Colin: Without waxing poetic on my love for my friend Ethan, I want to note that what is even more amazing than the scholarship and artful storytelling in this natural, readable, and thoughtful book, is the way he did it: as a tremendously committed, generous, genuine colleague. For some of us who wrote with Ethan in the book club and work with him at Berkman, what comes up time and again is his intellectual insights, humanity, and scholarship.
Ethan: I want to start by thanking two groups of people: you for coming out on a hot, sweaty night -- but it’s also my first book and didn’t realize until it was in print the extent to which a book is an imposition. Giving someone a book is asking for 10-15 hours of someone’s time. :) Thank you to anybody who reads. It’s an incredible thing to put this out and have people react to it. It’s an incredible honor, I’m grateful.
My name is Michelle Kessler, and I’m the editor-in-chief of Qualcomm Spark. First, we want to thank Charlie DeTar, J. Nathan Matias and the MIT Media Lab for participating in our most recent video, “Hackathons: Tech’s Answer to Big Problems.” Also, thanks to Charlie for giving us the opportunity to respond to his comments and ideas.
The goal of our video was to shine a light on this phenomenon: Hackathons have transcended the world of technology, and are being employed for everything from voter rights to disaster relief. They provide a methodology for addressing problems that may seem insurmountable to everyday citizens. Where existing systems fail, hackathons can create a new path toward a successful outcome.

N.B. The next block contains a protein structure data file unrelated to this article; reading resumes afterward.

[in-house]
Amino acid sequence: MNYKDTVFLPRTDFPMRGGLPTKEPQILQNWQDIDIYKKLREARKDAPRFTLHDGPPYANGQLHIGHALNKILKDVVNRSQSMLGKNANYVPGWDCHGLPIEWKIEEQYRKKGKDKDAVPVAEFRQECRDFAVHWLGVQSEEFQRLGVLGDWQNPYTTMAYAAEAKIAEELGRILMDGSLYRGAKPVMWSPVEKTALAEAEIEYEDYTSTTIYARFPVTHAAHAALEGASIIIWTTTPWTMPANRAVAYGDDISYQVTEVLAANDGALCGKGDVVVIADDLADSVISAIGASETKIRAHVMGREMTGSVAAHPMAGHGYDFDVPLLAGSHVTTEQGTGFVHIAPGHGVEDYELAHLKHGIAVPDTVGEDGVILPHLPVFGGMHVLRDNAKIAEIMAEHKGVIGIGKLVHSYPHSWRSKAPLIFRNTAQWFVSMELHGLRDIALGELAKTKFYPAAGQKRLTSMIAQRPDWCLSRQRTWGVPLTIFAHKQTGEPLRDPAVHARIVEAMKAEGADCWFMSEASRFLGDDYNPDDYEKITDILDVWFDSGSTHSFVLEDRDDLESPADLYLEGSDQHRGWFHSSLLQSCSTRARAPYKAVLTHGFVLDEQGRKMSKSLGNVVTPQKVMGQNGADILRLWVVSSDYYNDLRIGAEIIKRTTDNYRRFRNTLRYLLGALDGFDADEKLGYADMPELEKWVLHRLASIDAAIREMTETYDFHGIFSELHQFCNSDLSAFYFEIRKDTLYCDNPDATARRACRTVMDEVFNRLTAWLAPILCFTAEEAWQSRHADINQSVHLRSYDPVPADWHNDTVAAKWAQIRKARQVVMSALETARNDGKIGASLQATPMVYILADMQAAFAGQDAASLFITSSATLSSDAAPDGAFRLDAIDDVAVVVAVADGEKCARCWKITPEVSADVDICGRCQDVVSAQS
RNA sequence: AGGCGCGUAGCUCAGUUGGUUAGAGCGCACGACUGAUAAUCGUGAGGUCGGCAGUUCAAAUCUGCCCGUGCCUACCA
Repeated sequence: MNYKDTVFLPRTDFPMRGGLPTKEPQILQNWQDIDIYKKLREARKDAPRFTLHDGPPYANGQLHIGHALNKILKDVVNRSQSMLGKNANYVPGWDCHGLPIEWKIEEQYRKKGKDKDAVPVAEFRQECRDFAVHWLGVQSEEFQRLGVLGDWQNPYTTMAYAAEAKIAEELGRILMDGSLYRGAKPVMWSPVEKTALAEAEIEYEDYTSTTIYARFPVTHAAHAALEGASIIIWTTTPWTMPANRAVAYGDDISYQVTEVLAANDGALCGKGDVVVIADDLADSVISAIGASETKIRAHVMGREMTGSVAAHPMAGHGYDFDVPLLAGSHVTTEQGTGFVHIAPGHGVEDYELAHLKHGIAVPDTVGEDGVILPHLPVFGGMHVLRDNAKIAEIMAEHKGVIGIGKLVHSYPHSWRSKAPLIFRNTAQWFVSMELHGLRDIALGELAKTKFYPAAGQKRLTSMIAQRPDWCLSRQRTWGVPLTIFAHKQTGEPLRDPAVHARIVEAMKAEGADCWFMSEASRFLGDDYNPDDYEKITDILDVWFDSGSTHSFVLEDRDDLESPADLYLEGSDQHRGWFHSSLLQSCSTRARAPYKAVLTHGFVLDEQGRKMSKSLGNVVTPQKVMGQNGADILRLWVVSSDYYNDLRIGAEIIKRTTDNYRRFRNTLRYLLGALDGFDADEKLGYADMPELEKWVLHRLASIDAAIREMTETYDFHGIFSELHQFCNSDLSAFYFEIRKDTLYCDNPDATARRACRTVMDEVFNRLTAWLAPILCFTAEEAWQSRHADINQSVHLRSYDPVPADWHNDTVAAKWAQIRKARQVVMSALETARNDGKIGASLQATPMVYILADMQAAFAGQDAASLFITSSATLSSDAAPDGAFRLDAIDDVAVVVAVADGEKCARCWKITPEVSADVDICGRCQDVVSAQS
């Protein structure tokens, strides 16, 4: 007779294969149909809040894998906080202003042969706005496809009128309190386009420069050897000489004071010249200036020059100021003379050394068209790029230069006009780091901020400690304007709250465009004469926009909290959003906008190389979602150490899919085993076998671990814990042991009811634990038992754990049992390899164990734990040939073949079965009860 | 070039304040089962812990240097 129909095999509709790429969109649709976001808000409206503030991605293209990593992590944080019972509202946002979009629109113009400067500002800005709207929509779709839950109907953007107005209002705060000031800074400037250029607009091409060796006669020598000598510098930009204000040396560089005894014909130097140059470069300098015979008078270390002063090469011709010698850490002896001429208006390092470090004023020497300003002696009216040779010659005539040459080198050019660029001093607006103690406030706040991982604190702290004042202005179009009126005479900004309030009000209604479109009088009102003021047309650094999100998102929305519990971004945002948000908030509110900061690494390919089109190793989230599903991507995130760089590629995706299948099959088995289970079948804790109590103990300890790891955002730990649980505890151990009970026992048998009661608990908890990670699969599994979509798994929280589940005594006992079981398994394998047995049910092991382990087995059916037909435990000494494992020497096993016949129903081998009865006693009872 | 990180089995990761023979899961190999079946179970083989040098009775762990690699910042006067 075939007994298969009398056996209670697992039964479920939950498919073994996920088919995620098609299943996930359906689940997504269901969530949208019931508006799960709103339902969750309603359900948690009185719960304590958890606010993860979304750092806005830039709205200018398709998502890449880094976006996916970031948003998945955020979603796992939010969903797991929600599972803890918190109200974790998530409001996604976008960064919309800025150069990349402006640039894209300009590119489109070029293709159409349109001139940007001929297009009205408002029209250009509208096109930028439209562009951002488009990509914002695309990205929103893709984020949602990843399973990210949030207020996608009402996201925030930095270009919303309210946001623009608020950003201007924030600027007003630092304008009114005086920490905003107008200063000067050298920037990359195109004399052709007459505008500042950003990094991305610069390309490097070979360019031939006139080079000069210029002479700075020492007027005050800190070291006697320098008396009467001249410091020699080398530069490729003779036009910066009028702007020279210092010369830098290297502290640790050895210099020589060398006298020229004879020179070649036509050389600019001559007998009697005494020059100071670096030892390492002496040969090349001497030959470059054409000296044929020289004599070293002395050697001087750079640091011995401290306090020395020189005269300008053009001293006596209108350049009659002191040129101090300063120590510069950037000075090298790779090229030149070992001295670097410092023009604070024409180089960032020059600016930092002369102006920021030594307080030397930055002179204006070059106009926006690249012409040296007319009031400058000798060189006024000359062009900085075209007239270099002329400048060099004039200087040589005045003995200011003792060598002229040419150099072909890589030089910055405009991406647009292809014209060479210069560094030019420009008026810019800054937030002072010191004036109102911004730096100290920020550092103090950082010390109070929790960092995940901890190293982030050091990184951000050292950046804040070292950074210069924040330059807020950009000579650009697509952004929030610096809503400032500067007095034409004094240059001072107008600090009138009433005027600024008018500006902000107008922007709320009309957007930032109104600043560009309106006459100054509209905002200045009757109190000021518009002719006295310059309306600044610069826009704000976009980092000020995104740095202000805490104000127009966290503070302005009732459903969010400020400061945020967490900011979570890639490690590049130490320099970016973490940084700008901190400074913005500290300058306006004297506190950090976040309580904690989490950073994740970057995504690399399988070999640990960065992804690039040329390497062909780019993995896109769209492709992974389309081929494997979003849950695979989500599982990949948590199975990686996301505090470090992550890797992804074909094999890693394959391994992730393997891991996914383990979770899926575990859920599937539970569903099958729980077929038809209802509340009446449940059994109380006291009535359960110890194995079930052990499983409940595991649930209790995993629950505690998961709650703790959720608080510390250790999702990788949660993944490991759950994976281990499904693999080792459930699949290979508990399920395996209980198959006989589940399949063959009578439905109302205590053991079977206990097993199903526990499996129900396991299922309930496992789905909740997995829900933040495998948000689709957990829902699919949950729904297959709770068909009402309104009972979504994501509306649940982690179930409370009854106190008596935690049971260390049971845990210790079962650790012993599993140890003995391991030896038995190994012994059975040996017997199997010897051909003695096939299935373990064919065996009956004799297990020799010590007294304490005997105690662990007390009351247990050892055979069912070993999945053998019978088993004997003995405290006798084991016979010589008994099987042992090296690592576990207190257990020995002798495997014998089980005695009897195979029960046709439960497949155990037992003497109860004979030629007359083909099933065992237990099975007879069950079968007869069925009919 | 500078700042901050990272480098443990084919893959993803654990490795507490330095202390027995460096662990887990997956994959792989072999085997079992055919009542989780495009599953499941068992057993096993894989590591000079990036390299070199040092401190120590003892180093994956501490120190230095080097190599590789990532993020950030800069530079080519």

Qualcomm, a company known for their manufacture of semiconductors, stopped by the Center for Civic Media a few weeks ago to interview people about hackathons. Today, they released the video, which features Nathan Matias and I:
Thankfully, all of the words that I say on the screen in the video are words that I actually said. But the edit and framing message that they present is literally the opposite of what I said in the interview.
I've been working on online tools for consensus for the last 2 years. Here's what motivates me to work on this.
1. The water heater
For my first five years in Boston, I lived in a housing co-op in Dorchester. It's a classic Boston triple-decker, which the 13 residents own collectively. That means that we didn't have a landlord, but we were in charge of the mortgage, maintenance, utilities, and everything else. The house operated by consensus, and all decisions happened at weekly house meetings.
At one point, one of the three water heaters that serviced the house died, which left our main kitchen without any hot water. One of the residents (a well meaning, competent, and all around good person) took on the task of fixing this, and called up a plumber for an emergency job. The plumber charged us the emergency rate; almost $2000 to install a new water heater, very similar to this model here, which rings in at $358 at Home Depot:
In an insightful essay at the New Republic, Evgeny Morozov raises a powerful critique of what he describes as "Internet-centrism" in Steven Johnson's 2012 book Future Perfect. Morozov identifies in Johnson's book a strain of popular rhetoric which holds that the Internet is a model of decentralization, horizontalism, and leaderlessness, and that the world would be improved by applying these features to other domains.
While most of the essay is spot-on, I'd like to complicate and dig a little more into the role of leadership in horizontal decision making and organizing within activist movements, one of the subjects of Morozov's critique.